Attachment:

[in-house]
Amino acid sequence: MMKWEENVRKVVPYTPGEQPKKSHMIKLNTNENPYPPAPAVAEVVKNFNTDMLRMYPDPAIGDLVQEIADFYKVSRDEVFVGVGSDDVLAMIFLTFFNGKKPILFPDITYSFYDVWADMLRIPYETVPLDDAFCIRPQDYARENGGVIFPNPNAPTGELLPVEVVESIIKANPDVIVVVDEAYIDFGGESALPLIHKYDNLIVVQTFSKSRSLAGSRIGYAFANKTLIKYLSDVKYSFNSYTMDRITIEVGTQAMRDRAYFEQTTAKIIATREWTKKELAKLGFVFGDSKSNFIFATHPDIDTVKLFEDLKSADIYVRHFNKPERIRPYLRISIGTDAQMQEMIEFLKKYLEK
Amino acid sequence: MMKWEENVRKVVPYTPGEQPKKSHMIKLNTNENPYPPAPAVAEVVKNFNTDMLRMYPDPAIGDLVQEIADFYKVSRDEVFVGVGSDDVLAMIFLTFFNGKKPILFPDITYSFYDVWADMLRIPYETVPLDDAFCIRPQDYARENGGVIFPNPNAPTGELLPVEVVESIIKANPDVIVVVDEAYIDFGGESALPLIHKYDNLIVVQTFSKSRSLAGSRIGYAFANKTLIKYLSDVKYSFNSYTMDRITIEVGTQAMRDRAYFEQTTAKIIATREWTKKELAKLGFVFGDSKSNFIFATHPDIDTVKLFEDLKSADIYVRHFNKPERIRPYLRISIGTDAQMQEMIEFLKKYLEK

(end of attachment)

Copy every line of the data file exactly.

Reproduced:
[in-house]
Amino acid sequence: MMKWEENVRKVVPYTPGEQPKKSHMIKLNTNENPYPPAPAVAEVVKNFNTDMLRMYPDPAIGDLVQEIADFYKVSRDEVFVGVGSDDVLAMIFLTFFNGKKPILFPDITYSFYDVWADMLRIPYETVPLDDAFCIRPQDYARENGGVIFPNPNAPTGELLPVEVVESIIKANPDVIVVVDEAYIDFGGESALPLIHKYDNLIVVQTFSKSRSLAGSRIGYAFANKTLIKYLSDVKYSFNSYTMDRITIEVGTQAMRDRAYFEQTTAKIIATREWTKKELAKLGFVFGDSKSNFIFATHPDIDTVKLFEDLKSADIYVRHFNKPERIRPYLRISIGTDAQMQEMIEFLKKYLEK
Amino acid sequence: MMKWEENVRKVVPYTPGEQPKKSHMIKLNTNENPYPPAPAVAEVVKNFNTDMLRMYPDPAIGDLVQEIADFYKVSRDEVFVGVGSDDVLAMIFLTFFNGKKPILFPDITYSFYDVWADMLRIPYETVPLDDAFCIRPQDYARENGGVIFPNPNAPTGELLPVEVVESIIKANPDVIVVVDEAYIDFGGESALPLIHKYDNLIVVQTFSKSRSLAGSRIGYAFANKTLIKYLSDVKYSFNSYTMDRITIEVGTQAMRDRAYFEQTTAKIIATREWTKKELAKLGFVFGDSKSNFIFATHPDIDTVKLFEDLKSADIYVRHFNKPERIRPYLRISIGTDAQMQEMIEFLKKYLEK